Can algorithms replace advisors?

Canadians are most likely to make portfolio decisions based on in-person tips by financial experts, a survey reveals, but major banks are betting that some customers may be better served by algorithm-based virtual advisors.

Canadians are most likely to make portfolio decisions based on in-person tip from financial experts, a survey by an online self-managed platform reveals. But the bigger story may be that big banks are building algorithms to replace advisors.

BMO InvestorLine released the survey as part of a promotional push for adviceDirect, a recently added service that gives users of the self-managed service a “virtual advisor.” Such offerings have developed more of a track record in markets such as the US, where they have proven to be useful in allowing banks to capture more market share while channelling customers into various platforms based on their investible assets.

“The [Canadian] banks have significant resources and capital to be able to systematize the execution and advice that can be provided, based on the scale and size of assets,” said Thane Stenner, director, wealth management, and portfolio manager with Stenner Investment Partners within Richardson GMP. “For the do-it-yourself investor there’s no doubt that investorLine and other resources that are available to the mass market provide a very good service for very reasonable fees.”

Launched in September 2012, adviceDirect provides specific buy and sell recommendations based on an investor profile that are tailored for a client’s goals, time frame and risk tolerance. It monitors the client’s portfolio and sends notifications with specific recommendations when their portfolio needs attention on areas like diversification, asset allocation, risk and equity ratings.

Such virtual advisors have been of benefit for large institutions in other markets, enabling them to have their “live” advisors focus on high-revenue affluent clients, while allowing institutions to push lower-tiered clients into online channels.

Merrill Lynch, for instance, provides advisors for clients with at least $250,000 in investable assets, while those with less can access their Merrill’s online Edge platform and a 1-800 number. Thus, the bank is able to dedicate human capital to high-yielding clients and service lower-end ones through a platform that requires lower-overhead.

BMO says that the platform is designed for investors who want to self-manage their accounts but still want to have access to advice.

“There’s a growing number of investors out there who, while still wanting to have the final say with their investing decisions, want a co-pilot to help them manage their portfolios,” said Viki Lazaris president and chief executive of BMO InvestorLine said. “To help this group, BMO InvestorLine recently introduced adviceDirect, a first-of-its-kind service.”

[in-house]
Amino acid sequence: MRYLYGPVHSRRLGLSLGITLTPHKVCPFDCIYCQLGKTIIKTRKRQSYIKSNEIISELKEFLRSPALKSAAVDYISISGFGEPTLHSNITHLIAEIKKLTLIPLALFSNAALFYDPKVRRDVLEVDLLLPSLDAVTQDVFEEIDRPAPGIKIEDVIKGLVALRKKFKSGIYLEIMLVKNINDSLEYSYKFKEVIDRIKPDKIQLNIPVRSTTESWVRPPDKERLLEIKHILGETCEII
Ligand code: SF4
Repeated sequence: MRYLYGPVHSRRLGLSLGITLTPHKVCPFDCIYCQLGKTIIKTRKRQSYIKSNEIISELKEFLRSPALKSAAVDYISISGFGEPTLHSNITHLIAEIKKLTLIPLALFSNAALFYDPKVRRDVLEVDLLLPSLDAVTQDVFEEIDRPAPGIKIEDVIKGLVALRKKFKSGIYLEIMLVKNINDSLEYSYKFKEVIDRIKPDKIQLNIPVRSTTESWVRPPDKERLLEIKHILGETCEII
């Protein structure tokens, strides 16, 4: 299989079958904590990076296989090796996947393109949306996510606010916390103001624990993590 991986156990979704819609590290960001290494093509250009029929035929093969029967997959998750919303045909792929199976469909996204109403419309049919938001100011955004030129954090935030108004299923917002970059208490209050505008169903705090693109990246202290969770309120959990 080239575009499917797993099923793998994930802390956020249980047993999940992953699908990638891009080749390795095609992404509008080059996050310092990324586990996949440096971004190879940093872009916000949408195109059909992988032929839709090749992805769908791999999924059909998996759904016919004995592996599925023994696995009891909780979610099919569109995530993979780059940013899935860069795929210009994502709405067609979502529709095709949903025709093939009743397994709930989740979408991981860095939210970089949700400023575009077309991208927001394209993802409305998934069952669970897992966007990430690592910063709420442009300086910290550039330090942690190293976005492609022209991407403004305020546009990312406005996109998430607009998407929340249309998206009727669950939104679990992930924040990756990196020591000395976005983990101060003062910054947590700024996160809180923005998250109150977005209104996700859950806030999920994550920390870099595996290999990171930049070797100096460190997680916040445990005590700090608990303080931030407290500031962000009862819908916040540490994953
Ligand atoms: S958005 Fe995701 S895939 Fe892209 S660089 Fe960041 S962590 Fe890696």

Among the survey’s findings, 65% of Canadian investors would act on that getting a solid personal recommendation from a financial expert would cause them to buy or sell. The second major motivator was changes in interest rates (63%), followed by fluctuations in major stock indexes (50%) and corporate news such as earnings and product launches (48%).

Stenner, who manages high-net-worth accounts, noted that the most successful investors tend to be the ones who can filter out both noise and personal recommendations.

“In many respects investors look for a lot of confidence before they invest when many times it should be the opposite of what they should be doing,” Stenner said. “I’ve been an investor for 38 years myself and I run a multi-family office where I work for people who have from $10 million to invest, and I can tell you the reason why wealth investors become wealthy is because they have a higher batting average because they sift information differently than the masses.”

BMO’s Lazaris also noted that investors should develop filters when evaluating the information they receive.

“The investing environment is becoming increasingly complicated, especially when you consider how interconnected the world’s financial markets are and the expanding number of investing options available to Canadians,” she said. “Therefore the premium Canadian investors place on receiving recommendations makes sense. However it’s important to not rely solely on tips when making investment decisions. Investors should also seek sound advice.”

Also among the top motivators were and allegations of corruption within a company (44%), political or social unrest (44%), natural disasters (43%) and currency fluctuations (42%).

The study also found that, despite the increase in financial news being provided by 24/7 business networks, online publications and social media sources, Canadians have not raised their trading frequency as a result.  Only 14% of investors reported that they trade more because of the increase in news they receive while 71% state that it has had no impact on their trading frequency or style.

The online survey fielded by Pollara between July 26-30, with a sample of 1,020 Canadians who were 18 and older. The bank said the results would be accurate to +/- 3.1%, 19 times out of 20.

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